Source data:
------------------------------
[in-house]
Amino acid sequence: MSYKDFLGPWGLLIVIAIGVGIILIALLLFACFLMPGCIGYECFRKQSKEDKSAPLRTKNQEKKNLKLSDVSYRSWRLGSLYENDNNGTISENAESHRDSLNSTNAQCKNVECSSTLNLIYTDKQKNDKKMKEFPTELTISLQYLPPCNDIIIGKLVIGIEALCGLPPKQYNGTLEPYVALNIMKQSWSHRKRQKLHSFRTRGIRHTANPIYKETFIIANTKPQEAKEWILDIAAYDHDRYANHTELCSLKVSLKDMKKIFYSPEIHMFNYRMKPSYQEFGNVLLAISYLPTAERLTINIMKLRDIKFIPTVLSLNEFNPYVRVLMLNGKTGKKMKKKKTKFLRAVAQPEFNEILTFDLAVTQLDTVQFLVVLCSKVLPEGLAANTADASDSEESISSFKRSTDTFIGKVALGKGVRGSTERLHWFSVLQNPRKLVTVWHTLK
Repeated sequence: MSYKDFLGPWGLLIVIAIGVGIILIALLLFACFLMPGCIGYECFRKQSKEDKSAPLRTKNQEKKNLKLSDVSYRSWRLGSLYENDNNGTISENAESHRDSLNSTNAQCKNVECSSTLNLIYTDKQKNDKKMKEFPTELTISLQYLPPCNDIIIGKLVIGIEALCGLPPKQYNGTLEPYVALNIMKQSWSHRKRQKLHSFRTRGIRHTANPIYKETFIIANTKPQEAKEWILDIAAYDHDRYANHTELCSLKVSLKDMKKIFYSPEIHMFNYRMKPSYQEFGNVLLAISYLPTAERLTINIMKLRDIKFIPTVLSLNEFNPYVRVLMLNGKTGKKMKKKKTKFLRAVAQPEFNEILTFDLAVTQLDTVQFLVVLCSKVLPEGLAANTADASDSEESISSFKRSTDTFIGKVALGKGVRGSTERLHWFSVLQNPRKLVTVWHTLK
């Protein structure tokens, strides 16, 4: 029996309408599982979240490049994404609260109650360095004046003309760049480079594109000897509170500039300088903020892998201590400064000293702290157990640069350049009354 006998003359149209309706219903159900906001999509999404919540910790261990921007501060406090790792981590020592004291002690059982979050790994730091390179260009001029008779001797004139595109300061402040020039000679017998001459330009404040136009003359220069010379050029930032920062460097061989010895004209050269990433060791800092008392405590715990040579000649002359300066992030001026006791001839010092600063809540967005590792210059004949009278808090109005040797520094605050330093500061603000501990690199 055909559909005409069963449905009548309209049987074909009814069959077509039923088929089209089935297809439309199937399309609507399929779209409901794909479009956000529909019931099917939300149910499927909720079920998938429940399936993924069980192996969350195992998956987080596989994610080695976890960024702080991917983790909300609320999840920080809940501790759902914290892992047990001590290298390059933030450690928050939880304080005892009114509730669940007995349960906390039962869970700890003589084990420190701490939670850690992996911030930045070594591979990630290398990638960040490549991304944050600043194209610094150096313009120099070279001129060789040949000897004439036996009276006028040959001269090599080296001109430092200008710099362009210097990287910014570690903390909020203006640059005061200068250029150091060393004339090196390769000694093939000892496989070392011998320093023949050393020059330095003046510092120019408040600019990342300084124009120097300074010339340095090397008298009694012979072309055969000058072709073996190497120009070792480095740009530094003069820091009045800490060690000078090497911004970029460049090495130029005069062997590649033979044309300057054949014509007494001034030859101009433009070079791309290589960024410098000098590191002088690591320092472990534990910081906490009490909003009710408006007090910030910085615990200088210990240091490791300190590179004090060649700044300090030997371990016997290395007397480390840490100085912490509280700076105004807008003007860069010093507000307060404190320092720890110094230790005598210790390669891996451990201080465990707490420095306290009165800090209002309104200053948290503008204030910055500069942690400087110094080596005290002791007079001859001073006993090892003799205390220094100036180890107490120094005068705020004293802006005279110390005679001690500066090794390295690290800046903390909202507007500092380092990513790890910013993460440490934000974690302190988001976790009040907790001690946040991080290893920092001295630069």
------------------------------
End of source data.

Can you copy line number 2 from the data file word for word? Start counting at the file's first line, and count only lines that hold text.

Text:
Amino acid sequence: MSYKDFLGPWGLLIVIAIGVGIILIALLLFACFLMPGCIGYECFRKQSKEDKSAPLRTKNQEKKNLKLSDVSYRSWRLGSLYENDNNGTISENAESHRDSLNSTNAQCKNVECSSTLNLIYTDKQKNDKKMKEFPTELTISLQYLPPCNDIIIGKLVIGIEALCGLPPKQYNGTLEPYVALNIMKQSWSHRKRQKLHSFRTRGIRHTANPIYKETFIIANTKPQEAKEWILDIAAYDHDRYANHTELCSLKVSLKDMKKIFYSPEIHMFNYRMKPSYQEFGNVLLAISYLPTAERLTINIMKLRDIKFIPTVLSLNEFNPYVRVLMLNGKTGKKMKKKKTKFLRAVAQPEFNEILTFDLAVTQLDTVQFLVVLCSKVLPEGLAANTADASDSEESISSFKRSTDTFIGKVALGKGVRGSTERLHWFSVLQNPRKLVTVWHTLK